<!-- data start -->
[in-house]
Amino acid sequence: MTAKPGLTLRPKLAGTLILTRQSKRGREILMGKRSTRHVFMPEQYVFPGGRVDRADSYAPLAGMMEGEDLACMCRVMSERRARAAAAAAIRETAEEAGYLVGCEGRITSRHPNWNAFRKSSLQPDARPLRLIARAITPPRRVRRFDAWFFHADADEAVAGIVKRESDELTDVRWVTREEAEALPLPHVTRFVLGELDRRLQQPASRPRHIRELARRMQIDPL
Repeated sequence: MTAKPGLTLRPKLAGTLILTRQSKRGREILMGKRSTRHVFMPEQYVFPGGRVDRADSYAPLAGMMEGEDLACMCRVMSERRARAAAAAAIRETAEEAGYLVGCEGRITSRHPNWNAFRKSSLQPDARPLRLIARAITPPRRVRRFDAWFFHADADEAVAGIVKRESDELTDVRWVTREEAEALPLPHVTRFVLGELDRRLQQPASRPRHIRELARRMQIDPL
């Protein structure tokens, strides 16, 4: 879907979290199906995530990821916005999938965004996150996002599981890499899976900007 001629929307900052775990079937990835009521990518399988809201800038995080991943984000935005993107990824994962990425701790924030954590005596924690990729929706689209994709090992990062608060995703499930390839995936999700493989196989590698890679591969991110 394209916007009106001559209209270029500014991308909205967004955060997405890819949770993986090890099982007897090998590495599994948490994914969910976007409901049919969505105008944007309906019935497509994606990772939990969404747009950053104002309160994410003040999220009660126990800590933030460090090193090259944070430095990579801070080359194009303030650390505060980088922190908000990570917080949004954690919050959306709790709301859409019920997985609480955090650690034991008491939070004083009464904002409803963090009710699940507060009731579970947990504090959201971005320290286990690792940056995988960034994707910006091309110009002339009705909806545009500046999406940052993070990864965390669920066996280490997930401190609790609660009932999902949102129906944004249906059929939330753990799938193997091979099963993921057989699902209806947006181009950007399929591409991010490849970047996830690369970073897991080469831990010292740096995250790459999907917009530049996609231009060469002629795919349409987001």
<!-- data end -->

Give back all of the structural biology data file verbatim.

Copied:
[in-house]
Amino acid sequence: MTAKPGLTLRPKLAGTLILTRQSKRGREILMGKRSTRHVFMPEQYVFPGGRVDRADSYAPLAGMMEGEDLACMCRVMSERRARAAAAAAIRETAEEAGYLVGCEGRITSRHPNWNAFRKSSLQPDARPLRLIARAITPPRRVRRFDAWFFHADADEAVAGIVKRESDELTDVRWVTREEAEALPLPHVTRFVLGELDRRLQQPASRPRHIRELARRMQIDPL
Repeated sequence: MTAKPGLTLRPKLAGTLILTRQSKRGREILMGKRSTRHVFMPEQYVFPGGRVDRADSYAPLAGMMEGEDLACMCRVMSERRARAAAAAAIRETAEEAGYLVGCEGRITSRHPNWNAFRKSSLQPDARPLRLIARAITPPRRVRRFDAWFFHADADEAVAGIVKRESDELTDVRWVTREEAEALPLPHVTRFVLGELDRRLQQPASRPRHIRELARRMQIDPL
């Protein structure tokens, strides 16, 4: 879907979290199906995530990821916005999938965004996150996002599981890499899976900007 001629929307900052775990079937990835009521990518399988809201800038995080991943984000935005993107990824994962990425701790924030954590005596924690990729929706689209994709090992990062608060995703499930390839995936999700493989196989590698890679591969991110 394209916007009106001559209209270029500014991308909205967004955060997405890819949770993986090890099982007897090998590495599994948490994914969910976007409901049919969505105008944007309906019935497509994606990772939990969404747009950053104002309160994410003040999220009660126990800590933030460090090193090259944070430095990579801070080359194009303030650390505060980088922190908000990570917080949004954690919050959306709790709301859409019920997985609480955090650690034991008491939070004083009464904002409803963090009710699940507060009731579970947990504090959201971005320290286990690792940056995988960034994707910006091309110009002339009705909806545009500046999406940052993070990864965390669920066996280490997930401190609790609660009932999902949102129906944004249906059929939330753990799938193997091979099963993921057989699902209806947006181009950007399929591409991010490849970047996830690369970073897991080469831990010292740096995250790459999907917009530049996609231009060469002629795919349409987001």